Amy Kohn’s fascinating documentary offers a peek into the practice of Christian courtship, wherein a woman hands over the responsibility of finding a husband to her parents and the will of God. Such is the path for Kelly, who after growing up happily in a secular family is prompted to alter the course of her own life after her parents’ divorce. Enter Ron and Dawn Wright, a Christian couple who offer to serve as Kelly’s adopted spiritual-family through the courtship process. Now in her 30s, Kelly lives with the Wrights, relying on them to scout and vet all of her prospective partners, as she vows to save her next kiss for the altar. Approaching the subject matter with sensitivity and an open-mind, Kohn depicts a lifestyle lived by growing numbers of Americans, though familiar to relatively few. Yet the underlying joys and struggles in Kelly’s story of love, commitment, family, and faith resonate in surprisingly universal ways.
Summary info for schedule – will be hidden on film page
I’ve always been interested in religion, but religion can be a divisive issue. People from different belief systems rarely ever are in conversation. I wanted to make a film where they could be. When I came across the concept of Courtship in an article about Christian arranged marriage, I was intrigued. I didn’t even know something like this existed in the United States, but I also thought, “Who isn’t interested in romance and who doesn’t consider the challenges of finding a life partner?” I thought that relationships and romance could be an interesting lens to discuss religion through and could also bridge the conversation gap across people from different belief systems. Still, I didn’t know a lot about courtship so I began calling people and churches who practiced courtship and came across the website beforethekiss.com which shares and sells resources about the practice. Through the site’s owner, Ron Wright, I learned that Christian Courtship is an increasingly common practice in the conservative Christian community. As parents become increasingly disenchanted with secular dating and what they see as a promiscuous culture where divorce is all too common, they see courtship as a way to protect their children from heartbreak and to ensure that they will have solid marriages going forward. Ron explained to me that he and his wife had a “spiritual daughter” – Kelly – who they were helping to follow courtship. The story was so unique that I began discussing with them the possibility of making a documentary about Kelly’s journey. While most people practicing courtship are raised in it, Kelly, the film’s main character, was raised secularly and embraced the practice in adulthood following a series of heartbreaks in relationships and her parents’ divorce. Her own parents disagree with courtship and wish she would Internet date and join singles groups but Kelly doesn’t believe that these modern ways of meeting people are part of God’s plan. Her views contrast sharply with the majority of people today who largely seem to meet partners through such modern conveniences. Therefore, the inspiration for this film and the larger themes of it rest firmly in the world of secular dating. Everyone dreams of finding that one special person and we all struggle with how to find him or her. Some people meet partners at school, through Internet web sites, through family and friends – Kelly has chosen to leave it to the hands of God. Though her choice may at times seems extreme, her fears about vulnerability and her desire to be loved remain relatable. Ironically, throughout the course of filming, I myself was Internet dating. There were many times while dating that frustration led me to think that it would indeed be easier if someone would just screen potential dates for me. Still, during the film’s production I met and married my husband and recently had a baby. Contrasting Kelly’s search for a mate against my own was also an interesting part of the film creation process and forced me to ask interesting questions about faith, romance, love and giving up agency over your own decisions. This film examines the challenges of opening yourself up to love and whether heartbreak can ever be avoided.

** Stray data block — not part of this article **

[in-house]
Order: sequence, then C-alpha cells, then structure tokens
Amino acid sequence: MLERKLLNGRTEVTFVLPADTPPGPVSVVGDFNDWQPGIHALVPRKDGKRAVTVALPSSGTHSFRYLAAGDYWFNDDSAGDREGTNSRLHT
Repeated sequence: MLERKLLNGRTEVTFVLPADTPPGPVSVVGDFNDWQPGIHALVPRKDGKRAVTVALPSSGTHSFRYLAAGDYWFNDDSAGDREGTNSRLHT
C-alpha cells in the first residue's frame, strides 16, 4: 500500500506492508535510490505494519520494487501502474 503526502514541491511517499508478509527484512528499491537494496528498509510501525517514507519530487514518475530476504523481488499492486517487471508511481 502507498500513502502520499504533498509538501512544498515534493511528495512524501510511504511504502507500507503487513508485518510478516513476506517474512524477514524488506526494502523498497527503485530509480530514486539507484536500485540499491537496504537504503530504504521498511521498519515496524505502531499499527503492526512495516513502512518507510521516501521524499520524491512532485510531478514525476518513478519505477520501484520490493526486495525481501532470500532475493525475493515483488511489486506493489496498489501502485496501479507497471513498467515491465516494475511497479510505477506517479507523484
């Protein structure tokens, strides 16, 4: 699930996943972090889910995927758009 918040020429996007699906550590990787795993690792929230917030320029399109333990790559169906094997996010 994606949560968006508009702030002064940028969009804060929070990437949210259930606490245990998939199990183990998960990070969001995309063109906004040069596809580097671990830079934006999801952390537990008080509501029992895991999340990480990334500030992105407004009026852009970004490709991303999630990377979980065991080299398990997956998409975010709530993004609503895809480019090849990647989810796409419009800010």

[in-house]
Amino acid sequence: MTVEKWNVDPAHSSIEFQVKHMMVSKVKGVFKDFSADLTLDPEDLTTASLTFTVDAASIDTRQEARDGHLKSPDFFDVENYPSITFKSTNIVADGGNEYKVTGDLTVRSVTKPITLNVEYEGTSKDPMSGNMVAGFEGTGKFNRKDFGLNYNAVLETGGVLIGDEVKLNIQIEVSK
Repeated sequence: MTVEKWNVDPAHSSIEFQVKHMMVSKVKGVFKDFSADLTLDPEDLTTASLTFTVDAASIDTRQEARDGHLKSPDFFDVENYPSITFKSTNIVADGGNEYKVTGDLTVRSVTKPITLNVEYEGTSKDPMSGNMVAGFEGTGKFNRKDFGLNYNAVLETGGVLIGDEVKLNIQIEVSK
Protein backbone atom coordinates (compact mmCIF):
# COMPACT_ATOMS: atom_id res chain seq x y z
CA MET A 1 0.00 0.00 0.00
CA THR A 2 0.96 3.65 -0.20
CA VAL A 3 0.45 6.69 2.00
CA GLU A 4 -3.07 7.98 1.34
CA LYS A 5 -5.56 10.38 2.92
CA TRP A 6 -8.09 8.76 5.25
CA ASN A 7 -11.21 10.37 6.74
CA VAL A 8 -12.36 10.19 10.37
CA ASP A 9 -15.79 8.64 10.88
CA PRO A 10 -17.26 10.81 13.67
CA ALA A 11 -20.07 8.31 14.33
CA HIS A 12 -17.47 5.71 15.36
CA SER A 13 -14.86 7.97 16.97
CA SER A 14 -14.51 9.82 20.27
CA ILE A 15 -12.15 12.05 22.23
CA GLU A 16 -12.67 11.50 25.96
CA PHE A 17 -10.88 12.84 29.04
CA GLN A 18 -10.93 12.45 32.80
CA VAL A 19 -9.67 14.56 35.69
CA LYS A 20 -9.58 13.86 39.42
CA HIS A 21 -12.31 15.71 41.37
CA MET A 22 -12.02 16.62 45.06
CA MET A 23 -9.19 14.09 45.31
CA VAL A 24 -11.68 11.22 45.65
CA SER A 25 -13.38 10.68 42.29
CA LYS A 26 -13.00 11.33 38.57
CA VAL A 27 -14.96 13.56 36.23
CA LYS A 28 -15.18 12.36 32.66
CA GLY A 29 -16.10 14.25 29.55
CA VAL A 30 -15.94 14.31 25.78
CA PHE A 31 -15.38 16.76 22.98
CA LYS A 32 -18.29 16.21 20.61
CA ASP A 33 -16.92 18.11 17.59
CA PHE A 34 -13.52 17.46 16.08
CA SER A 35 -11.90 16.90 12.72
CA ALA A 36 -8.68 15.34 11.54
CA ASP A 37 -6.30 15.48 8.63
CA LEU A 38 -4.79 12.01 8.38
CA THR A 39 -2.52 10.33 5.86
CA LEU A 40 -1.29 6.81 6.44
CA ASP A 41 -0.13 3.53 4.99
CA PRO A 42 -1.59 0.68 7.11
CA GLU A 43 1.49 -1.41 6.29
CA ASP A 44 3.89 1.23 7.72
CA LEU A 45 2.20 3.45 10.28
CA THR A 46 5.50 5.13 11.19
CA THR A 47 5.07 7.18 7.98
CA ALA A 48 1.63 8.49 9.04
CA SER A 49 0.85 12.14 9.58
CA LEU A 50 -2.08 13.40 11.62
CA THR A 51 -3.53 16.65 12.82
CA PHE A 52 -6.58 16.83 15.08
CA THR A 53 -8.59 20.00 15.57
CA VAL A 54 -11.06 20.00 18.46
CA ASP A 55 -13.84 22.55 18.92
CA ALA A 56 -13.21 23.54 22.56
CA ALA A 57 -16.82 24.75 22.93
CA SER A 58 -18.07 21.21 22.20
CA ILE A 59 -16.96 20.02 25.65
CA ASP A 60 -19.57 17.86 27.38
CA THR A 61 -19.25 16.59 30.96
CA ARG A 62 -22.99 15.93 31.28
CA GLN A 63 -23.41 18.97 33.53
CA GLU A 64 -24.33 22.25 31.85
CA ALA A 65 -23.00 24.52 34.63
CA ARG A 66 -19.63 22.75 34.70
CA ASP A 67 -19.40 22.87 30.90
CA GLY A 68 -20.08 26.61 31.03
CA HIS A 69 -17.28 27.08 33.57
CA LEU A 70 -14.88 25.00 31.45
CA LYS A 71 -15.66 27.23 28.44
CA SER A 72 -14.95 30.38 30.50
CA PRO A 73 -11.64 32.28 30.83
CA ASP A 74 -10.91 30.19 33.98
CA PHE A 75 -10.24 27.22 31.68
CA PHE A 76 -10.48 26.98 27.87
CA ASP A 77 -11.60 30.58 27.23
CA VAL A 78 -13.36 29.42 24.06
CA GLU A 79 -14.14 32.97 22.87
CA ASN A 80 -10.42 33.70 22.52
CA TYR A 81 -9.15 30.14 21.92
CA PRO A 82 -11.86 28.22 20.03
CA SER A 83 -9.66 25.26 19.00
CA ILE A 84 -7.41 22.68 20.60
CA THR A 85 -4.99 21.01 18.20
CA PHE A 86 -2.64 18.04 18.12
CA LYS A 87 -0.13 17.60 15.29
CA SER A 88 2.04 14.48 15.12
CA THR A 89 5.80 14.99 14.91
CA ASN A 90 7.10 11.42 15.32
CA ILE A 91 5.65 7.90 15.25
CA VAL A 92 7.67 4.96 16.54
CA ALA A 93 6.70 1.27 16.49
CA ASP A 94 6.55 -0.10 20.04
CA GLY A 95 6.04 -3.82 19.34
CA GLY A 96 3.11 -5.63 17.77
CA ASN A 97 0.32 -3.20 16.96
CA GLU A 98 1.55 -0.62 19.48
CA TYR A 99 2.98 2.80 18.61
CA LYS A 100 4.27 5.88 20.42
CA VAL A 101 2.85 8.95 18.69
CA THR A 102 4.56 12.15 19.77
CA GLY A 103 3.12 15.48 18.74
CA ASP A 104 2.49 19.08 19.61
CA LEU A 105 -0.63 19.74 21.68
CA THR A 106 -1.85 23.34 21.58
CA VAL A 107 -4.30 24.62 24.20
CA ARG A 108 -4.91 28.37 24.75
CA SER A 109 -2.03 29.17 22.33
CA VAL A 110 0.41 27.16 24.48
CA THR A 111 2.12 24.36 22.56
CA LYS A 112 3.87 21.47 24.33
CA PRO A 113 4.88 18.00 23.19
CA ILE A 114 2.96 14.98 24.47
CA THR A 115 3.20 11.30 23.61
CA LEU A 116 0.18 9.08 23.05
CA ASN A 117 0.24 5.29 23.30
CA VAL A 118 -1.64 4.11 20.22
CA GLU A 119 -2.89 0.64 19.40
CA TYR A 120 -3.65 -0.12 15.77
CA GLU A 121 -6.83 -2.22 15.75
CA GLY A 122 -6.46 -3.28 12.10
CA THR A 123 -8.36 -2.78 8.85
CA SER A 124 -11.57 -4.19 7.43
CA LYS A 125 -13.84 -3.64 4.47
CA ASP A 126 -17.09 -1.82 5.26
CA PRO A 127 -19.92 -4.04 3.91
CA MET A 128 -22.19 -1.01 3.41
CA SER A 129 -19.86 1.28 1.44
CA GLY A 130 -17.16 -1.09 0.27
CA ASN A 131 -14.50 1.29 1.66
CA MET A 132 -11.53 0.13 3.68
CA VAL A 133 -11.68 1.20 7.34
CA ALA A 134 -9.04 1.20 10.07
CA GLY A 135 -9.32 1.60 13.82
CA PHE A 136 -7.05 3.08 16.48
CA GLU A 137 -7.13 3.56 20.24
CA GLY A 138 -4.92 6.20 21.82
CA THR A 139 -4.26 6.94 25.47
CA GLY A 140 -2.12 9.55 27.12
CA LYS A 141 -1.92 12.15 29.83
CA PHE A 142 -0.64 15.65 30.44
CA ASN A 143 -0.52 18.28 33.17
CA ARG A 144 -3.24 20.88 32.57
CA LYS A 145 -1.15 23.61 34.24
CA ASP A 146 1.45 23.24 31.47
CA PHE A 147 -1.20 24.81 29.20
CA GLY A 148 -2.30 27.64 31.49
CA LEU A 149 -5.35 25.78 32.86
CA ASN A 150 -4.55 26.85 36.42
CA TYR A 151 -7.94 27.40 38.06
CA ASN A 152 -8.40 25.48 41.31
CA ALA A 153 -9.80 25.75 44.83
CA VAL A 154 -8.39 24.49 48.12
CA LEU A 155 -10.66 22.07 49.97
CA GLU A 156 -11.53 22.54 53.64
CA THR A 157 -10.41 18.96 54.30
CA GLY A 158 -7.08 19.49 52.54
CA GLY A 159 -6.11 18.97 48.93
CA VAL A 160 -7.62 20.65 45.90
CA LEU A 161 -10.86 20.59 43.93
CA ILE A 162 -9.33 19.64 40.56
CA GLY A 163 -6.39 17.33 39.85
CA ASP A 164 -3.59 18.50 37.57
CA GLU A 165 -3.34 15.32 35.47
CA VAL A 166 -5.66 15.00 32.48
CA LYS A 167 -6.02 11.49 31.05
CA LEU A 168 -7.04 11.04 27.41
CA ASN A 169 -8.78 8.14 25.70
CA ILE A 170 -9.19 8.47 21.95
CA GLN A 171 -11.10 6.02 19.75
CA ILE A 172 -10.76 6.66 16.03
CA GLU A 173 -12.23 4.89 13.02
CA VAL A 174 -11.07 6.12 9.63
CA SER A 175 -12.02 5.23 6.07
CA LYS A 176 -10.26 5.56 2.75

More films like this:
When thirtysomethings Nick and Téa experience a breakup, they’re thrust into the stages of survival. With any loss, first comes denial, especially when you’ve been blindsided by your boo. After attempting to bury themselves in work, it’s time to face reality- and crash with friends. Of course, these friends have everything Nick and Téa don’t, which is really freaking depressing. After Nick and Téa fail to be rejuvenated by their respective one night stands, they let depression wash right over them. Their well-intentioned friends concoct perfect cyber-versions of Nick and Téa, forcing them into the unnerving world of online dating.
As a vocal advocate for everyone’s right to sexual expression, Sydney sex worker Rachel Wotton is passionate about providing people with disabilities the opportunity to experience sexual intimacy. She helped set up an advocacy group, runs workshops for carers and sex workers, and is studying for a masters degree in her spare time. The indefatigable blonde also provides a specialised service to her clients, two of whom, John and Mark, permit the cameras in to record their most intimate moments. Their pride and pleasure makes this one of the most uplifting films you’ll see all year.